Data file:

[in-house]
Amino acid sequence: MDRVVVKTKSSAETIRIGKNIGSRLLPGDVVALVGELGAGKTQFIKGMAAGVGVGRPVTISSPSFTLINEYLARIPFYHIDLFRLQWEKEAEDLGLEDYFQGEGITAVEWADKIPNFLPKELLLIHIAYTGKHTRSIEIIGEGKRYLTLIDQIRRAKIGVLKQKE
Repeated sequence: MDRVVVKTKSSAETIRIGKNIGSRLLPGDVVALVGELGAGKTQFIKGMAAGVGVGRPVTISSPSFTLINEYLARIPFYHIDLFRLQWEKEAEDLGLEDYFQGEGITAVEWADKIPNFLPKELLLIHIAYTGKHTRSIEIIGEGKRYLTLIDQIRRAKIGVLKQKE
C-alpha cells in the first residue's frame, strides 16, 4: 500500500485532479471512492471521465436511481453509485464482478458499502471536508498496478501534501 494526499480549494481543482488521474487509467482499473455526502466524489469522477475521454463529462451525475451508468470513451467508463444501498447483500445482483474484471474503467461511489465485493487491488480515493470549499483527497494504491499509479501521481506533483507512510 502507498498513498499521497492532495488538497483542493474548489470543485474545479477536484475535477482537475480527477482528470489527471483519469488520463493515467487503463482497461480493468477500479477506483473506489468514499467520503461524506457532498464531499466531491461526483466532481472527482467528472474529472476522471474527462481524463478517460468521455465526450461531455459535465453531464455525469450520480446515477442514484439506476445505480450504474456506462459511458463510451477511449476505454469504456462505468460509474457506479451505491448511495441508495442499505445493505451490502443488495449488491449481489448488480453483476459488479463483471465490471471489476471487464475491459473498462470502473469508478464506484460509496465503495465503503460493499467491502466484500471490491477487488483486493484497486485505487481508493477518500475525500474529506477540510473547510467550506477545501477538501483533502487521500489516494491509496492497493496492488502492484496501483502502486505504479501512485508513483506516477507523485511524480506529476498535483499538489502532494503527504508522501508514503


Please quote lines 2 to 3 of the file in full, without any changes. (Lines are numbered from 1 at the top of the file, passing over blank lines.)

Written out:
Amino acid sequence: MDRVVVKTKSSAETIRIGKNIGSRLLPGDVVALVGELGAGKTQFIKGMAAGVGVGRPVTISSPSFTLINEYLARIPFYHIDLFRLQWEKEAEDLGLEDYFQGEGITAVEWADKIPNFLPKELLLIHIAYTGKHTRSIEIIGEGKRYLTLIDQIRRAKIGVLKQKE
Repeated sequence: MDRVVVKTKSSAETIRIGKNIGSRLLPGDVVALVGELGAGKTQFIKGMAAGVGVGRPVTISSPSFTLINEYLARIPFYHIDLFRLQWEKEAEDLGLEDYFQGEGITAVEWADKIPNFLPKELLLIHIAYTGKHTRSIEIIGEGKRYLTLIDQIRRAKIGVLKQKE